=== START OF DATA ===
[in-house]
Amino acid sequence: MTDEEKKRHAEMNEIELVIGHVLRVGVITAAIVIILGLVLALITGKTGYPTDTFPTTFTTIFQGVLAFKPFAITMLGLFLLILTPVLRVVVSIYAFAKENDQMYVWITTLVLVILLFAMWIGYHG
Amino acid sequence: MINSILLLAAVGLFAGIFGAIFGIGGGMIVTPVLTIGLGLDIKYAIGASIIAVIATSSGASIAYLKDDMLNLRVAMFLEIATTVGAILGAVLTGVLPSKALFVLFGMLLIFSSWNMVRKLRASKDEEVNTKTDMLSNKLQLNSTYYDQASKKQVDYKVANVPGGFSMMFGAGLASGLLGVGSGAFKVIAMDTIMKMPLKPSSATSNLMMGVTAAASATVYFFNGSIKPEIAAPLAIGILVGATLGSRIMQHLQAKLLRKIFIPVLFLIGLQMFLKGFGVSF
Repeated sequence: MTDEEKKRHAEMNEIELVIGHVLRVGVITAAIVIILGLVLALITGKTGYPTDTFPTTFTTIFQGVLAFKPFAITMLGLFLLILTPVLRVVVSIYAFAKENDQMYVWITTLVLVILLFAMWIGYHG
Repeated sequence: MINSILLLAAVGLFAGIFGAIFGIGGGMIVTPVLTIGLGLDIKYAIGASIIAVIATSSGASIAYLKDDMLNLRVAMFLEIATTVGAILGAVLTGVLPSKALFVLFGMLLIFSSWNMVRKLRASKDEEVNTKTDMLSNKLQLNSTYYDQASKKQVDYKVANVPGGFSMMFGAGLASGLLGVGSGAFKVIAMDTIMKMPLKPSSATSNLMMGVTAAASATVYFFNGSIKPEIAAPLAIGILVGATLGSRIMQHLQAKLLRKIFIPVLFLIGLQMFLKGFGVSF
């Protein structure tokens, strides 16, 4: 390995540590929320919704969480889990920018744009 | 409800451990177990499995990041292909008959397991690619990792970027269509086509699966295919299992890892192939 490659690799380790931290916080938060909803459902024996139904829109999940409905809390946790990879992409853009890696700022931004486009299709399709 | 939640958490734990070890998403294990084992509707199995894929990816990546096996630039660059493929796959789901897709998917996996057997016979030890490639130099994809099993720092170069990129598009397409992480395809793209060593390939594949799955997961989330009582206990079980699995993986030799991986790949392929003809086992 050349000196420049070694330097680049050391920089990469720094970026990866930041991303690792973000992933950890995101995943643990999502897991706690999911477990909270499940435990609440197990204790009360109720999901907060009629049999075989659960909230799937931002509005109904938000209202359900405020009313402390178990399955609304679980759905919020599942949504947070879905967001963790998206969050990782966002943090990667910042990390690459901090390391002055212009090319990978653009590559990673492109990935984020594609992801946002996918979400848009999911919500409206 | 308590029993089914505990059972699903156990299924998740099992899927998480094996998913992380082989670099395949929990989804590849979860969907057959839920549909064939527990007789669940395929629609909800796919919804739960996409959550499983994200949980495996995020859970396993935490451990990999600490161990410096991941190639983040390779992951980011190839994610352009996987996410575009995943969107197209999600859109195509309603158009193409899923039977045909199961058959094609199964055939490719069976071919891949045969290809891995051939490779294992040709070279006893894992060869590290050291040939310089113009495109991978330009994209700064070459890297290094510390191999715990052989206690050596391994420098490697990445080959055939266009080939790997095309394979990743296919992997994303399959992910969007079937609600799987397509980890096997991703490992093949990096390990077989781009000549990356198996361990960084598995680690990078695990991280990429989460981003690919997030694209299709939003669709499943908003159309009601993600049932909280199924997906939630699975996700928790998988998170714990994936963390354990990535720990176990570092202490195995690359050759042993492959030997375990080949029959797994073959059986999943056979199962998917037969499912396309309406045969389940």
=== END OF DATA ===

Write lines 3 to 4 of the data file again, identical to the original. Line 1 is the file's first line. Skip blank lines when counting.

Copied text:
Amino acid sequence: MINSILLLAAVGLFAGIFGAIFGIGGGMIVTPVLTIGLGLDIKYAIGASIIAVIATSSGASIAYLKDDMLNLRVAMFLEIATTVGAILGAVLTGVLPSKALFVLFGMLLIFSSWNMVRKLRASKDEEVNTKTDMLSNKLQLNSTYYDQASKKQVDYKVANVPGGFSMMFGAGLASGLLGVGSGAFKVIAMDTIMKMPLKPSSATSNLMMGVTAAASATVYFFNGSIKPEIAAPLAIGILVGATLGSRIMQHLQAKLLRKIFIPVLFLIGLQMFLKGFGVSF
Repeated sequence: MTDEEKKRHAEMNEIELVIGHVLRVGVITAAIVIILGLVLALITGKTGYPTDTFPTTFTTIFQGVLAFKPFAITMLGLFLLILTPVLRVVVSIYAFAKENDQMYVWITTLVLVILLFAMWIGYHG